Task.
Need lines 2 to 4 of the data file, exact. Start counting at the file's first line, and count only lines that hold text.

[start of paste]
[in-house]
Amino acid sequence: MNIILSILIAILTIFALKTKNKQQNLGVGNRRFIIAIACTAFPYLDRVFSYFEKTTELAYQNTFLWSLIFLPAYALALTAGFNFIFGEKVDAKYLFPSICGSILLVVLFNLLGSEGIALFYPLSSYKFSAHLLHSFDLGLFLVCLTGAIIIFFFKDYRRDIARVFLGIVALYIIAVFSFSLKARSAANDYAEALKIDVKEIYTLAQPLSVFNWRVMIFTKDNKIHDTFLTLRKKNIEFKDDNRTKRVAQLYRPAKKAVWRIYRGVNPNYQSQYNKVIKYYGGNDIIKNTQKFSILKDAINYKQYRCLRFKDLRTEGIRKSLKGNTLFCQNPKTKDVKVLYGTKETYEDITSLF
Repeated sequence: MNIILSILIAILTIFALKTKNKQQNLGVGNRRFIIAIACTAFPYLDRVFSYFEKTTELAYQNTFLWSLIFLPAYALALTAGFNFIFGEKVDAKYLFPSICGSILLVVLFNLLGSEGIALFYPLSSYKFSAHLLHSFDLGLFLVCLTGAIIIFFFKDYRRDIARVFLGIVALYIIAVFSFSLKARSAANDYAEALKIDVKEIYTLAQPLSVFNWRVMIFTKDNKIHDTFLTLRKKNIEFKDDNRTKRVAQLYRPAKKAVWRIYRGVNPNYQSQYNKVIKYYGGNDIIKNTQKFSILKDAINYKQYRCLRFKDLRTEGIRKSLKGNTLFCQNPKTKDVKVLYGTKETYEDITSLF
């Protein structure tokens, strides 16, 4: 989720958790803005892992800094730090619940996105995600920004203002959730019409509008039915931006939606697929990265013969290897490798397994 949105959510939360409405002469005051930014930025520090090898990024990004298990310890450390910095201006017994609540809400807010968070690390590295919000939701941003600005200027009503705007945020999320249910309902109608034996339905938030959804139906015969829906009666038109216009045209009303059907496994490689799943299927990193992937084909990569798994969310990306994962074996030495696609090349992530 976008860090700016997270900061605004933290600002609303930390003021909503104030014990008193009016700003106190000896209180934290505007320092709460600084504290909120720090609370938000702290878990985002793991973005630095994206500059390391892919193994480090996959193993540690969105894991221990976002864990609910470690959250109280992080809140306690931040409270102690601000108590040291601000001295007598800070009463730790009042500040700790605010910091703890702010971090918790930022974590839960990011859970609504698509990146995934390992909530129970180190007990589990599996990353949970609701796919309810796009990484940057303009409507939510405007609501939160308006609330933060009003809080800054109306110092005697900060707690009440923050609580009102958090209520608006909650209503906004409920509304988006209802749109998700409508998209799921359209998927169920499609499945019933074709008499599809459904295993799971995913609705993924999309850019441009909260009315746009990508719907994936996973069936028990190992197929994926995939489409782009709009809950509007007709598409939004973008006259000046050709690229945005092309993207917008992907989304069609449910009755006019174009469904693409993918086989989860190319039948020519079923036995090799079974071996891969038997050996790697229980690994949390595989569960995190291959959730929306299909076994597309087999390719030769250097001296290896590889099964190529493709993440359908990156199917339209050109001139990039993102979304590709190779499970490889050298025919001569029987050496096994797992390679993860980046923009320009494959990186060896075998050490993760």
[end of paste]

Amino acid sequence: MNIILSILIAILTIFALKTKNKQQNLGVGNRRFIIAIACTAFPYLDRVFSYFEKTTELAYQNTFLWSLIFLPAYALALTAGFNFIFGEKVDAKYLFPSICGSILLVVLFNLLGSEGIALFYPLSSYKFSAHLLHSFDLGLFLVCLTGAIIIFFFKDYRRDIARVFLGIVALYIIAVFSFSLKARSAANDYAEALKIDVKEIYTLAQPLSVFNWRVMIFTKDNKIHDTFLTLRKKNIEFKDDNRTKRVAQLYRPAKKAVWRIYRGVNPNYQSQYNKVIKYYGGNDIIKNTQKFSILKDAINYKQYRCLRFKDLRTEGIRKSLKGNTLFCQNPKTKDVKVLYGTKETYEDITSLF
Repeated sequence: MNIILSILIAILTIFALKTKNKQQNLGVGNRRFIIAIACTAFPYLDRVFSYFEKTTELAYQNTFLWSLIFLPAYALALTAGFNFIFGEKVDAKYLFPSICGSILLVVLFNLLGSEGIALFYPLSSYKFSAHLLHSFDLGLFLVCLTGAIIIFFFKDYRRDIARVFLGIVALYIIAVFSFSLKARSAANDYAEALKIDVKEIYTLAQPLSVFNWRVMIFTKDNKIHDTFLTLRKKNIEFKDDNRTKRVAQLYRPAKKAVWRIYRGVNPNYQSQYNKVIKYYGGNDIIKNTQKFSILKDAINYKQYRCLRFKDLRTEGIRKSLKGNTLFCQNPKTKDVKVLYGTKETYEDITSLF
């Protein structure tokens, strides 16, 4: 989720958790803005892992800094730090619940996105995600920004203002959730019409509008039915931006939606697929990265013969290897490798397994 949105959510939360409405002469005051930014930025520090090898990024990004298990310890450390910095201006017994609540809400807010968070690390590295919000939701941003600005200027009503705007945020999320249910309902109608034996339905938030959804139906015969829906009666038109216009045209009303059907496994490689799943299927990193992937084909990569798994969310990306994962074996030495696609090349992530 976008860090700016997270900061605004933290600002609303930390003021909503104030014990008193009016700003106190000896209180934290505007320092709460600084504290909120720090609370938000702290878990985002793991973005630095994206500059390391892919193994480090996959193993540690969105894991221990976002864990609910470690959250109280992080809140306690931040409270102690601000108590040291601000001295007598800070009463730790009042500040700790605010910091703890702010971090918790930022974590839960990011859970609504698509990146995934390992909530129970180190007990589990599996990353949970609701796919309810796009990484940057303009409507939510405007609501939160308006609330933060009003809080800054109306110092005697900060707690009440923050609580009102958090209520608006909650209503906004409920509304988006209802749109998700409508998209799921359209998927169920499609499945019933074709008499599809459904295993799971995913609705993924999309850019441009909260009315746009990508719907994936996973069936028990190992197929994926995939489409782009709009809950509007007709598409939004973008006259000046050709690229945005092309993207917008992907989304069609449910009755006019174009469904693409993918086989989860190319039948020519079923036995090799079974071996891969038997050996790697229980690994949390595989569960995190291959959730929306299909076994597309087999390719030769250097001296290896590889099964190529493709993440359908990156199917339209050109001139990039993102979304590709190779499970490889050298025919001569029987050496096994797992390679993860980046923009320009494959990186060896075998050490993760």